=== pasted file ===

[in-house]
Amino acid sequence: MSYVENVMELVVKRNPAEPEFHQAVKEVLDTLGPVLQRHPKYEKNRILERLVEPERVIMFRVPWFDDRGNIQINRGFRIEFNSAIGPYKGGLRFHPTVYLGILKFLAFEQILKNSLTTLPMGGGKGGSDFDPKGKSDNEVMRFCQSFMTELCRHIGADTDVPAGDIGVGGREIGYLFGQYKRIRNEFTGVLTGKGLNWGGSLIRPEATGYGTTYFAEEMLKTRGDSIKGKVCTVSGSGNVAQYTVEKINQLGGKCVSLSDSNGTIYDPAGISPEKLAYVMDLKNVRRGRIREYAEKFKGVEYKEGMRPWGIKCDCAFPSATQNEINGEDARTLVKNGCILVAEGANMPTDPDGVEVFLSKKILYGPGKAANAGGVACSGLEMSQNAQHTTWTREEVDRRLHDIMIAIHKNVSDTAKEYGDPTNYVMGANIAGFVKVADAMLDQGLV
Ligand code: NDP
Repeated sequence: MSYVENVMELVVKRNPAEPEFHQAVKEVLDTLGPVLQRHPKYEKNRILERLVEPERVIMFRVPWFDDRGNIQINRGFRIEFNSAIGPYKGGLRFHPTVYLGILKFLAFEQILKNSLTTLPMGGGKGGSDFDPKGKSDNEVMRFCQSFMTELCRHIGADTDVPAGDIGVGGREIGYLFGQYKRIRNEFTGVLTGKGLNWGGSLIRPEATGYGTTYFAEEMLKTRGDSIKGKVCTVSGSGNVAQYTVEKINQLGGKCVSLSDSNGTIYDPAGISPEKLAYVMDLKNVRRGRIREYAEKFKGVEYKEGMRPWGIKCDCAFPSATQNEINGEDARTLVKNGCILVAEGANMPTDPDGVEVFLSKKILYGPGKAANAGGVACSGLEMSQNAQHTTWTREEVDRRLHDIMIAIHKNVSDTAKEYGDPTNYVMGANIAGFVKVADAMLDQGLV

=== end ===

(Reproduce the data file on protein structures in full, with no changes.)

[in-house]
Amino acid sequence: MSYVENVMELVVKRNPAEPEFHQAVKEVLDTLGPVLQRHPKYEKNRILERLVEPERVIMFRVPWFDDRGNIQINRGFRIEFNSAIGPYKGGLRFHPTVYLGILKFLAFEQILKNSLTTLPMGGGKGGSDFDPKGKSDNEVMRFCQSFMTELCRHIGADTDVPAGDIGVGGREIGYLFGQYKRIRNEFTGVLTGKGLNWGGSLIRPEATGYGTTYFAEEMLKTRGDSIKGKVCTVSGSGNVAQYTVEKINQLGGKCVSLSDSNGTIYDPAGISPEKLAYVMDLKNVRRGRIREYAEKFKGVEYKEGMRPWGIKCDCAFPSATQNEINGEDARTLVKNGCILVAEGANMPTDPDGVEVFLSKKILYGPGKAANAGGVACSGLEMSQNAQHTTWTREEVDRRLHDIMIAIHKNVSDTAKEYGDPTNYVMGANIAGFVKVADAMLDQGLV
Ligand code: NDP
Repeated sequence: MSYVENVMELVVKRNPAEPEFHQAVKEVLDTLGPVLQRHPKYEKNRILERLVEPERVIMFRVPWFDDRGNIQINRGFRIEFNSAIGPYKGGLRFHPTVYLGILKFLAFEQILKNSLTTLPMGGGKGGSDFDPKGKSDNEVMRFCQSFMTELCRHIGADTDVPAGDIGVGGREIGYLFGQYKRIRNEFTGVLTGKGLNWGGSLIRPEATGYGTTYFAEEMLKTRGDSIKGKVCTVSGSGNVAQYTVEKINQLGGKCVSLSDSNGTIYDPAGISPEKLAYVMDLKNVRRGRIREYAEKFKGVEYKEGMRPWGIKCDCAFPSATQNEINGEDARTLVKNGCILVAEGANMPTDPDGVEVFLSKKILYGPGKAANAGGVACSGLEMSQNAQHTTWTREEVDRRLHDIMIAIHKNVSDTAKEYGDPTNYVMGANIAGFVKVADAMLDQGLV